Energy from biomass is produced from organic matter of recent origin.

It does not include fossil fuels, such as oil, coal or gas, which have taken millions of years to evolve.

The CO² released during the generation of energy from biomass is balanced by that absorbed during the fuel’s production. This is called a carbon neutral process.


As long as people have had fires, biomass has been used. People have been producing energy from biomass for centuries. In many parts of the world it is still the principle source of heat.

However, modern technologies are far more efficient at extracting energy than open fires. An increasing number of fuels or feedstocks are now used.

Biomass is often called ‘bioenergy’ or ‘biofuels’. These biofuels are produced from organic materials, either directly from plants or indirectly from industrial, commercial, domestic or agricultural products.


Biofuels fall into two main categories:

  1. Woody biomass includes
    • forest products
    • untreated wood products
    • energy crops
    • short rotation coppice (SRC): e.g.
      • willow
      • miscanthus (elephant grass)
  2. Non-woody biomass includes
    • animal wastes
    • industrial and biodegradable municipal products from:
      • food processing
      • high energy crops: e.g.
        • rape
        • sugar cane
        • maize

SRC and high energy crops are sometimes referred to under the more general term of ‘energy crops’. These are crops that are grown specifically for energy.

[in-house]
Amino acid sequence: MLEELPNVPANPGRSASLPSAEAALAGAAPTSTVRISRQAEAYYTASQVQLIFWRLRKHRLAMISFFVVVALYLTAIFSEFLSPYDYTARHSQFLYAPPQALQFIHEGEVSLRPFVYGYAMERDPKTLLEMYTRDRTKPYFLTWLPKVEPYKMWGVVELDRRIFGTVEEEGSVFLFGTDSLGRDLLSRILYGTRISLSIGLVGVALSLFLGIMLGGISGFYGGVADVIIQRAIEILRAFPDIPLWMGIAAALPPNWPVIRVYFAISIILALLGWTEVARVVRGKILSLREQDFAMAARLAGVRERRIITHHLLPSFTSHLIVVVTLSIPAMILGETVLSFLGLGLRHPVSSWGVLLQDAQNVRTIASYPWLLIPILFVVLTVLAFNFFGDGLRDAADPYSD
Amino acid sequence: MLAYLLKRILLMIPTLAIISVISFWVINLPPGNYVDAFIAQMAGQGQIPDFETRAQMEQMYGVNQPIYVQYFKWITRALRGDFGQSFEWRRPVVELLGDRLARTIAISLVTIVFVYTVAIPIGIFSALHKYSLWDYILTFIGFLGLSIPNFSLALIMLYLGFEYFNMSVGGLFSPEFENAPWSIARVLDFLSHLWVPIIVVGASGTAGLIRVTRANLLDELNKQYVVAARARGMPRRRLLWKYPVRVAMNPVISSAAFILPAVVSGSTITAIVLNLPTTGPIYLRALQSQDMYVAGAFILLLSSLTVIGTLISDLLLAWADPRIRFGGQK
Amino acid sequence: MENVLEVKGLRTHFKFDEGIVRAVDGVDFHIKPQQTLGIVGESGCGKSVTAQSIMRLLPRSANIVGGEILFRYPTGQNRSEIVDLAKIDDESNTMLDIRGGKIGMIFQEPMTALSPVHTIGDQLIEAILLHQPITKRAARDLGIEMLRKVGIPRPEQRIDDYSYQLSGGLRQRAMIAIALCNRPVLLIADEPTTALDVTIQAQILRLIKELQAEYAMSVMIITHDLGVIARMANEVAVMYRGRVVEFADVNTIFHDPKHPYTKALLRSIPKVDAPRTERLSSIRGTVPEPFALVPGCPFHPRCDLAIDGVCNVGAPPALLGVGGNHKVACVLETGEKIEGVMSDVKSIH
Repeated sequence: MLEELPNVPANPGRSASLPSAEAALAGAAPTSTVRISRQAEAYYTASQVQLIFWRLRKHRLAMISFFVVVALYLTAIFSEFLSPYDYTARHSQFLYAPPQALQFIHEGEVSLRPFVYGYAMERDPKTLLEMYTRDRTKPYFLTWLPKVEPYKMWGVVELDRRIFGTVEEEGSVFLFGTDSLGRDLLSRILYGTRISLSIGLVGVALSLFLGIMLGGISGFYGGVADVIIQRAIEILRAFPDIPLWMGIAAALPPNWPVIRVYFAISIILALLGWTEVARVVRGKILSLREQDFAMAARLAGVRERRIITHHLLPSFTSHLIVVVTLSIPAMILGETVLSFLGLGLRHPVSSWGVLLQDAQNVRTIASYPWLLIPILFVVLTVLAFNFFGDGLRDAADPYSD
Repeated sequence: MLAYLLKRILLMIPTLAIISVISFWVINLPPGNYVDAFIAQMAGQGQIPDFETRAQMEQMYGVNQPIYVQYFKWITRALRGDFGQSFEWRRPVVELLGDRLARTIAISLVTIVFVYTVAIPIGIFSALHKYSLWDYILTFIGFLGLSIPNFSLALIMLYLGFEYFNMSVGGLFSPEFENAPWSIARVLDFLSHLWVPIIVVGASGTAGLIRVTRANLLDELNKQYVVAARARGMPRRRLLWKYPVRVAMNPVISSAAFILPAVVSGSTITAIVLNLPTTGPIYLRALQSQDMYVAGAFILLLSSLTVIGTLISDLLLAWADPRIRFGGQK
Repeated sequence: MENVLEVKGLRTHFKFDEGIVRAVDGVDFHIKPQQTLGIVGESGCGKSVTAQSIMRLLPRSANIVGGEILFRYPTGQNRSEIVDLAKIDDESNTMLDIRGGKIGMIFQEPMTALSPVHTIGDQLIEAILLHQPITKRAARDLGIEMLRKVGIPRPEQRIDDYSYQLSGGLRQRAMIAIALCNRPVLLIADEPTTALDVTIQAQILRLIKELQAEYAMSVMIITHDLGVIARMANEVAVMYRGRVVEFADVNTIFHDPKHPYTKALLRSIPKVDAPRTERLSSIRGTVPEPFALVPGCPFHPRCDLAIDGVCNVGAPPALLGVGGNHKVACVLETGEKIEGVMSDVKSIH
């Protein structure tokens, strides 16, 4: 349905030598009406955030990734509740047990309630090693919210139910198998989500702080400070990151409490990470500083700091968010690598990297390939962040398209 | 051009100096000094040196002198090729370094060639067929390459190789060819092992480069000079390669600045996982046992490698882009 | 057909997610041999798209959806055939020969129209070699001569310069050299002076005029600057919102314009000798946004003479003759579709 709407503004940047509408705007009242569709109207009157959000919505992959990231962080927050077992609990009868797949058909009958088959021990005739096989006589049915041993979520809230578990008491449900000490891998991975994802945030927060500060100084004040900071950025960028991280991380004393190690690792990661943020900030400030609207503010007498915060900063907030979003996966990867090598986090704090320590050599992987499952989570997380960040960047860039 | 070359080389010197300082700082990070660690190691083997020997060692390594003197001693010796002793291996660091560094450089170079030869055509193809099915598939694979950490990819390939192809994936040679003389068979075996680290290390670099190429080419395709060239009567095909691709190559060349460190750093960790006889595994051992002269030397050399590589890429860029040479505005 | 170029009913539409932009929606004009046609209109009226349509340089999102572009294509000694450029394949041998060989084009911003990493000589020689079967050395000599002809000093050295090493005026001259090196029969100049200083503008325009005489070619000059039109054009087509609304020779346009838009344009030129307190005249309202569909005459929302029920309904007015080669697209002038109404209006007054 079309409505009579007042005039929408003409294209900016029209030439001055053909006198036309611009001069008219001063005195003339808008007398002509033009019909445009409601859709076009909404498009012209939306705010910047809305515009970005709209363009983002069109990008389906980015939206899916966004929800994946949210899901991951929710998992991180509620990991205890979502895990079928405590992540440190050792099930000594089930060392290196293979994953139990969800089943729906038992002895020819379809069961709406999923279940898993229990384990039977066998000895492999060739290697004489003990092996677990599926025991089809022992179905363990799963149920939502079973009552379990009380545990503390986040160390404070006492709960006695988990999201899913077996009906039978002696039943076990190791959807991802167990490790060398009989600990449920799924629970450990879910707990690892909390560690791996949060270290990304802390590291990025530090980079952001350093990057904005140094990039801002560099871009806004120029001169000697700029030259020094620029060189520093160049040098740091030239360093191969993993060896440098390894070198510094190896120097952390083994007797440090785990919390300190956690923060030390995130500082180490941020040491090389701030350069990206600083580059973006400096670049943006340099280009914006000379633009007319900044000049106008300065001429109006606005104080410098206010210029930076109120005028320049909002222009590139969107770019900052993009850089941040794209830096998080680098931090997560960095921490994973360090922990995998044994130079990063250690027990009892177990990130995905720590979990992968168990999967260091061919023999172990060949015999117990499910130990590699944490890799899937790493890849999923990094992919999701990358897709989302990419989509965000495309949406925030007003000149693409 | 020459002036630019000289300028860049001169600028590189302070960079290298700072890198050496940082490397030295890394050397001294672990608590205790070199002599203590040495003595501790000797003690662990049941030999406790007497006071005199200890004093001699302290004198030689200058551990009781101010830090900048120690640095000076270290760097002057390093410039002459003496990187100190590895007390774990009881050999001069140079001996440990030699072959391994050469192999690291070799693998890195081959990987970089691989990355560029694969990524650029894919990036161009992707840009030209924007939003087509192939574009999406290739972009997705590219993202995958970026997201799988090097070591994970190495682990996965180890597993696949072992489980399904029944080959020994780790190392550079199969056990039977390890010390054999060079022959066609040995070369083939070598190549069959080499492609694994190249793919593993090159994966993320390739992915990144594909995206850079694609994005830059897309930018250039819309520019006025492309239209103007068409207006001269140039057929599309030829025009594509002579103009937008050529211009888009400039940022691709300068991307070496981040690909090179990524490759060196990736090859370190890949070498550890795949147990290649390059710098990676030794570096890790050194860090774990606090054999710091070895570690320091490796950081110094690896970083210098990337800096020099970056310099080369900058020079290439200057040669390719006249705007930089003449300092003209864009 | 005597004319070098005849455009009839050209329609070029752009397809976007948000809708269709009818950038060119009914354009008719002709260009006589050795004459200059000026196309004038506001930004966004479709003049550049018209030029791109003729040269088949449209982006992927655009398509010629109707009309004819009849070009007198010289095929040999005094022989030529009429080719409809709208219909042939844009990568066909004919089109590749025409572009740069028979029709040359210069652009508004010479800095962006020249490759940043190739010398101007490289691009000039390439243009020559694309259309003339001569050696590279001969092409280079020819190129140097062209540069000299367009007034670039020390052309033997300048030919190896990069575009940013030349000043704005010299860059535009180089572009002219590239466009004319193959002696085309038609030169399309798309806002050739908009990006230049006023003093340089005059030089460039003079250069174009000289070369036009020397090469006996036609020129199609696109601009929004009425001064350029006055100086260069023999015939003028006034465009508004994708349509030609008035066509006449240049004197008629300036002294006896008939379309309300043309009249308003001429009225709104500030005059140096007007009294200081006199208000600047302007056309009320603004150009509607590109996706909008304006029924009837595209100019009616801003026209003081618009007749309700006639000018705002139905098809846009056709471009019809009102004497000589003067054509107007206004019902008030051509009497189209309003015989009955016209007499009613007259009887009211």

These sources of biomass are then converted into useable heat, electricity or motive power using a range of conversion processes.

These include


For small scale domestic applications of biomass the fuel usually takes the form of wood pellets, wood chips and wood logs.

We are generally familiar with wood chips and logs.

Wood pellets are a compact form of wood, which have a low moisture content and a high energy density. Although, they are currently more expensive than logs and wood chip, they are easier to handle and ideal for automated systems.


The energy content of the fuel is related to its moisture content.

High moisture content will slow the combustion process, as the moisture must first boil off before the fuel can burn.

The efficiency of combustion relies on as much of the carbon and hydrogen being oxidised as possible.

Full combustion is also the cleanest process, leaving no partial combustion products like carbon monoxide, particulates or unburnt volatile hydrocarbons.

Applications - Individual Dwellings

The type of heating system you choose has a direct effect on the fuel used and the storage space required.

There are four main methods of using biomass to heat a domestic property:

  1. Stand-alone stoves providing space heating for a room.
  2. Stoves with back boilers - supplying domestic hot water.
  3. Ranges - used for cooking as well.
  4. Boilers - connected to central heating and hot water systems.

Stoves can achieve efficiencies of more than 80%; they produce from as little as a few kilowatts of heat to 15kW or more.

They are normally used to provide background heating whilst adding aesthetic value, as they are designed to be located in the living area of the house itself.

Although many wood-burning stoves act as space heaters only, the higher output versions may be fitted with an integral back boiler to provide domestic hot water and if required, central heating via radiators.


Biomass - Organic matter used as a fuel, especially in a power station.

Biofuel - A fuel derived immediately from living matter.

Bio - The sense is extended in modern scientific usage to mean ‘organic life’.

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